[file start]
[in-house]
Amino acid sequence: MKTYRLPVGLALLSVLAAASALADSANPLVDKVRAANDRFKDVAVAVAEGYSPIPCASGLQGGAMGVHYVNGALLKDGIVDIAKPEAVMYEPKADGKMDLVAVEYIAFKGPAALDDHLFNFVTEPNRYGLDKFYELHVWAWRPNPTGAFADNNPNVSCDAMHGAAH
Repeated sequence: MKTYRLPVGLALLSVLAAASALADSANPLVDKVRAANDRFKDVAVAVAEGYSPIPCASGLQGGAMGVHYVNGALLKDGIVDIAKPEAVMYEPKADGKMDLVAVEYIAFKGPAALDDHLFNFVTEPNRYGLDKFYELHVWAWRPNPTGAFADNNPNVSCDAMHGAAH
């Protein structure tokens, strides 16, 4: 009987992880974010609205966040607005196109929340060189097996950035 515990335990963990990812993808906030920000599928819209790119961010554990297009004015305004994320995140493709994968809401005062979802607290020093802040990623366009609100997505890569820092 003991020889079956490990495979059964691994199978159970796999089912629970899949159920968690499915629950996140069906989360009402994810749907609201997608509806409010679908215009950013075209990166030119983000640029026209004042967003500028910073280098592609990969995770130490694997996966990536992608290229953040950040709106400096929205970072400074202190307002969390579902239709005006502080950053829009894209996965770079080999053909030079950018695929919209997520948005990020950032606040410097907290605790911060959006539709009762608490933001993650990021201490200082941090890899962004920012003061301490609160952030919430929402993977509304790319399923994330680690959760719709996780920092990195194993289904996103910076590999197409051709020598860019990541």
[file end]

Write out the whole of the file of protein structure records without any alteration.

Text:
[in-house]
Amino acid sequence: MKTYRLPVGLALLSVLAAASALADSANPLVDKVRAANDRFKDVAVAVAEGYSPIPCASGLQGGAMGVHYVNGALLKDGIVDIAKPEAVMYEPKADGKMDLVAVEYIAFKGPAALDDHLFNFVTEPNRYGLDKFYELHVWAWRPNPTGAFADNNPNVSCDAMHGAAH
Repeated sequence: MKTYRLPVGLALLSVLAAASALADSANPLVDKVRAANDRFKDVAVAVAEGYSPIPCASGLQGGAMGVHYVNGALLKDGIVDIAKPEAVMYEPKADGKMDLVAVEYIAFKGPAALDDHLFNFVTEPNRYGLDKFYELHVWAWRPNPTGAFADNNPNVSCDAMHGAAH
């Protein structure tokens, strides 16, 4: 009987992880974010609205966040607005196109929340060189097996950035 515990335990963990990812993808906030920000599928819209790119961010554990297009004015305004994320995140493709994968809401005062979802607290020093802040990623366009609100997505890569820092 003991020889079956490990495979059964691994199978159970796999089912629970899949159920968690499915629950996140069906989360009402994810749907609201997608509806409010679908215009950013075209990166030119983000640029026209004042967003500028910073280098592609990969995770130490694997996966990536992608290229953040950040709106400096929205970072400074202190307002969390579902239709005006502080950053829009894209996965770079080999053909030079950018695929919209997520948005990020950032606040410097907290605790911060959006539709009762608490933001993650990021201490200082941090890899962004920012003061301490609160952030919430929402993977509304790319399923994330680690959760719709996780920092990195194993289904996103910076590999197409051709020598860019990541």